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Collecting and Caring for Books

Updated on June 10, 2012

Contrary to what many thought, the internet didn’t make hard copy and book reading a thing of the past. It’s alive and well and maybe never more so for those into book collecting. For some it’s a hobby, others a passion. And it can be profitable.

If you’ve considered taking it up, it’s important to understand what you're getting into before you start. For the casual collector it’s simply buying and adding them to a collection. However, for an ardent, impassioned, die hard collector, it can involve logistics, research, organization and much more. It’s important to note here, since there are some quite valuable books on the market, caution is advised. Forgery, fraud and theft are real threats.

But even as we read more online, books beckon to us. Old books can be beautiful, rich with history and also an investment. Collectors often specialize in certain categories. For instance:

· Children’s books

· Mysteries

· Westerns

· Classics

· Magazines

· Paperbacks

· Favorite authors

· First editions and rare books of antiquity

These are but a few examples.The technical term for the field is bibliophilia, therefore someone who loves reading and collecting books is a bibliophile.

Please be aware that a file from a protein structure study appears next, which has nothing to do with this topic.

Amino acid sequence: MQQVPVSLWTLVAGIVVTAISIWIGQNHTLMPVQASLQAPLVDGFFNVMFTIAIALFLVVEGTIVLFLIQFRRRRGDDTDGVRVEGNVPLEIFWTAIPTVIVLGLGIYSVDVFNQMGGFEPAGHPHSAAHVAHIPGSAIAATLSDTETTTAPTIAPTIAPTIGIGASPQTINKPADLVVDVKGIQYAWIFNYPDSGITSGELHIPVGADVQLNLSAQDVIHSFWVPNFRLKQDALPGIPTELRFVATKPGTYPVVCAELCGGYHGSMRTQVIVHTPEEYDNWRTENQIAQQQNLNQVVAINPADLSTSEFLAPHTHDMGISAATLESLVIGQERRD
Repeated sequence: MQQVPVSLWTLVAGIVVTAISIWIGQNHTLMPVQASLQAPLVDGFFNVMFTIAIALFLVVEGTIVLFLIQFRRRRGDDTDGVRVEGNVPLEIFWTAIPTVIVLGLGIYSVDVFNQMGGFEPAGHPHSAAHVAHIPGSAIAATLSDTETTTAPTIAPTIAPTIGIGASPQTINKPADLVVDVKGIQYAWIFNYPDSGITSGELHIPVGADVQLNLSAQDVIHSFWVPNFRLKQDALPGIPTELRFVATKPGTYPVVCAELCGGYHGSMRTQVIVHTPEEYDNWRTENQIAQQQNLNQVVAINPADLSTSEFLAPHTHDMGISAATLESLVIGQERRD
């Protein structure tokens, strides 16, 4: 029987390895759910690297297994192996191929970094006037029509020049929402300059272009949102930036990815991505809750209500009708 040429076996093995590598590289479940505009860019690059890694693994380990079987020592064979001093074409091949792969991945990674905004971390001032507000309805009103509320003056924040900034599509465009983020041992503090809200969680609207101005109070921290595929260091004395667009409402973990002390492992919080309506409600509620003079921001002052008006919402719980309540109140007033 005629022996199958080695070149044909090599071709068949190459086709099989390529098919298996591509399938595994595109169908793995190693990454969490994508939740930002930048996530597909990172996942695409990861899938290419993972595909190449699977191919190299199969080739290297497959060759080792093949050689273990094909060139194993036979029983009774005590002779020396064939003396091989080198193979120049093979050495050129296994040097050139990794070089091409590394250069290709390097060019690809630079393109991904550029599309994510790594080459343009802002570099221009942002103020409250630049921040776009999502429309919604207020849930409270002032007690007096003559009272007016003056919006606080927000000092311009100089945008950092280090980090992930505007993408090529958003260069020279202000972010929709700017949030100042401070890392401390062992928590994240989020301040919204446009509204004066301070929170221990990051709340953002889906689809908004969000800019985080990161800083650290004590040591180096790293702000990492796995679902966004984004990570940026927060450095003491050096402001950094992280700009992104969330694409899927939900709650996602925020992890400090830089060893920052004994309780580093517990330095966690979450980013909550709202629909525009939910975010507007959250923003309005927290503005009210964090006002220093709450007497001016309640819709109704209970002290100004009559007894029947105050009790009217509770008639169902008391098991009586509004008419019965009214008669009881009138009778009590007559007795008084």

Where do collectors find their books? Antique/collectible stores, auction houses, thrift shops and second-hand stores are good places to start. Other places might be yard, garage, or rummage sales. There are literally millions of new and used books sold in untold numbers of book stores, not to mention those sold online at websites like Abebooks, Alibris, Amazon and Biblio.com.

Book collecting can be inexpensive or very costly. Obviously, only the wealthy could afford to purchase such a great rarity as the Gutenberg Bible. However, collectors don’t need to be rich. Many collect works by favorite authors or books on a selected subject. The value usually depends on number of copies, demand and condition. Books can be damaged from handling, moving, storage, sunlight, moisture, insects and even acid from the papermaking process. There are many other things that can devalue a book such as:

· Dust jacket wear, scratches, and tears

· Soil, stains, dog eared pages

· Underlining, highlighting and writing in margins

· Water damage, torn hinges and missing bindings

A book in good condition would be a rectangular solid with covers at right angles to the spine. If a book is not square, it generally means its’ been sitting on a shelf crooked. Changes in humidity can also cause covers to bow or bend in or flare out.

Antiquarian book collecting is one popular collecting category. Most generally consider antiquarian books to be those printed prior to 1900. These collectors are usually interested in first editions and printings. Many are also interested in books made with fine bindings and high quality paper. Books formerly owned by famous personages, who often autographed them, are another example.